B5 Systems will manufacture radio interface technology to record audio during missions
WRIGHT-PATTERSON AIR FORCE BASE, Ohio. Air Force officials report that the Air Force Research Laboratory (AFRL) 711th Human Performance Wing signed a non-exclusive patent licensing agreement with B5 Systems, which will result in a new handheld audio recording system for military operations and training.
Under the agreement, B5 Systems LLC of Xenia, Ohio will manufacture and market a newly patented radio interface technology known as the handheld electronic audio recording system (HEARS). Air Force officials say the technology was designed to provide a simple method for military personnel to record audio during missions using their military handheld radio and commercial accessories. Because most handheld radios are only compatible with parts made by the original manufacturer, accessory options are typically limited. HEARS has numerous configurations, often referred to as embodiments, which provide different capabilities.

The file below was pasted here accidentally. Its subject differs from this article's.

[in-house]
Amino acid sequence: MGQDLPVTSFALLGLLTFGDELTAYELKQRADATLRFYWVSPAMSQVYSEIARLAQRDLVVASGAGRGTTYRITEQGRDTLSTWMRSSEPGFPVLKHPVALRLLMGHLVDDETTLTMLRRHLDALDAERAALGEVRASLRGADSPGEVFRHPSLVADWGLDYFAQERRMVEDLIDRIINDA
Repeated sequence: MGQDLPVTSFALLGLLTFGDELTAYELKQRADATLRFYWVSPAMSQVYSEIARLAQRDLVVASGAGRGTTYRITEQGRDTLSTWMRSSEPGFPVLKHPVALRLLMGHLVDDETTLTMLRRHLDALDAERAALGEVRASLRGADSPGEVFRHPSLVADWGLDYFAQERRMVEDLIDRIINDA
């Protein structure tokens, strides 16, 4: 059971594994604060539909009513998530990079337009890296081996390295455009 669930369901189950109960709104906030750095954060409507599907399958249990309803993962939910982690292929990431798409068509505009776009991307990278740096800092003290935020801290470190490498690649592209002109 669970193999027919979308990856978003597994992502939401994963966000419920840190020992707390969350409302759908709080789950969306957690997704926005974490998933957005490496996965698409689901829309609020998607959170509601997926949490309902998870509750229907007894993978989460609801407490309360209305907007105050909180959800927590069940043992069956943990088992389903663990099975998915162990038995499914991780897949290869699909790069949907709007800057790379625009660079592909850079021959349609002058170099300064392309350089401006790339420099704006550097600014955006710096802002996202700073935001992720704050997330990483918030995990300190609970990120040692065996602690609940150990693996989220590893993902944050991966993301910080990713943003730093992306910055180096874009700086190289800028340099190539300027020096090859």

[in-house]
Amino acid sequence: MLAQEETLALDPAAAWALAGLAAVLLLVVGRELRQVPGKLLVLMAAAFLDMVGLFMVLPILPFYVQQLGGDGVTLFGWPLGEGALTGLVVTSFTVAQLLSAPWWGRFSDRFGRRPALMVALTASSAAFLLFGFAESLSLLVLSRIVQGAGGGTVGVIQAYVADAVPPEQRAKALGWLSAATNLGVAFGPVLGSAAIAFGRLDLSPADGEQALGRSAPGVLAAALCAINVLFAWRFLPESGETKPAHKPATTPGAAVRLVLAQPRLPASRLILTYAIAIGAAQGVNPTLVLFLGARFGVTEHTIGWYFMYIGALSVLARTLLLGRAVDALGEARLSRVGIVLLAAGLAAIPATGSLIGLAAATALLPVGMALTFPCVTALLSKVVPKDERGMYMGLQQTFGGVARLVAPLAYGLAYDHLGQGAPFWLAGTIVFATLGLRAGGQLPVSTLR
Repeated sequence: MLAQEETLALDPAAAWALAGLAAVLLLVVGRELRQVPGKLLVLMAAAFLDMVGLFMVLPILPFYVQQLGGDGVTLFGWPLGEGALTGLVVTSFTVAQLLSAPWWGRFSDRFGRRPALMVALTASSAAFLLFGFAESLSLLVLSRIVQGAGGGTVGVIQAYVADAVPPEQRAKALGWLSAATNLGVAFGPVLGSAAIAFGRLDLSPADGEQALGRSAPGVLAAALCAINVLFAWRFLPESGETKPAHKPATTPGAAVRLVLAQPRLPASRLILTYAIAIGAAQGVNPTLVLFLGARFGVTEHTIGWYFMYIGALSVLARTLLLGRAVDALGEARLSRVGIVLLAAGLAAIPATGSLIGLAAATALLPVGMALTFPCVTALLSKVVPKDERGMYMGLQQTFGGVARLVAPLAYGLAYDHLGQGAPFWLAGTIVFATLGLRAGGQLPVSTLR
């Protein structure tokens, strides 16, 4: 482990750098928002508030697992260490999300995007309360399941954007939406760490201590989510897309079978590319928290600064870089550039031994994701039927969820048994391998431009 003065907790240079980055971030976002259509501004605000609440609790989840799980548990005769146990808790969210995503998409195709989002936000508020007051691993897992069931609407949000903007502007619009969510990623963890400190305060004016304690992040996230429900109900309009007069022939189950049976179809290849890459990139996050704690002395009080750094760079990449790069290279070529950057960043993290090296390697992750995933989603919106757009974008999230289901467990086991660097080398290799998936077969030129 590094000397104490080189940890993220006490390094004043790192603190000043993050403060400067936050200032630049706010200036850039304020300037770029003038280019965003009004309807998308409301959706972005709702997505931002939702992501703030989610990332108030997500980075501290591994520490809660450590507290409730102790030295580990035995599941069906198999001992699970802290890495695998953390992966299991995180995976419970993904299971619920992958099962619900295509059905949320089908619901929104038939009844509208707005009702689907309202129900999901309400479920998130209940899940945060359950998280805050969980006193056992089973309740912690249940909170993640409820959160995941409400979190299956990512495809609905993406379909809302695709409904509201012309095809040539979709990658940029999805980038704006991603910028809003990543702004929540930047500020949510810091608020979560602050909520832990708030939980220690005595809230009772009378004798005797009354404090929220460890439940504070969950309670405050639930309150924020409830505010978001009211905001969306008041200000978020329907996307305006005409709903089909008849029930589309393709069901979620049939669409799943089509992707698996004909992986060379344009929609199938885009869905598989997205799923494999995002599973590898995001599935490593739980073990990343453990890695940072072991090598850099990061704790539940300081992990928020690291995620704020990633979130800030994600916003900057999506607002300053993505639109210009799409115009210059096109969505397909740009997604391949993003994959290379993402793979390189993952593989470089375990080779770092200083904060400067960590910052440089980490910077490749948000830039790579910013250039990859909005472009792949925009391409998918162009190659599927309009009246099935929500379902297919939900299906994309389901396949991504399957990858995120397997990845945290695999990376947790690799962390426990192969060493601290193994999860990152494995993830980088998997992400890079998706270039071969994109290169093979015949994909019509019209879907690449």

Engineers at B5 Systems are building an adapter configurations that will plug onto a tactical radio in order to perform certain functions such as recording, wireless transmission, playback of recorded bi-directional audio that come into and out of the connected radio.
“HEARS captures bi-direction radio communications allowing the individual warfighter the ability to review their past communications at their leisure,” says Dr. Gregory Burnett, an AFRL/711HPW scientist and one of the HEARS inventors in an article released by the Air Force. “Having this capability has been shown to increase details captured in after action reports and led to changes in techniques, tactics, and procedures. It has also been used to modify existing training curriculum and provides a record for accountability.”
B5 Systems has delivered samples for testing and evaluation to potential customers. “The feedback from the test samples has been extremely positive,” says Mark Keller, vice president of B5 Systems. “We expect the product to add to the capabilities of Air Force Special Operations Command and various Department of Defense training programs.”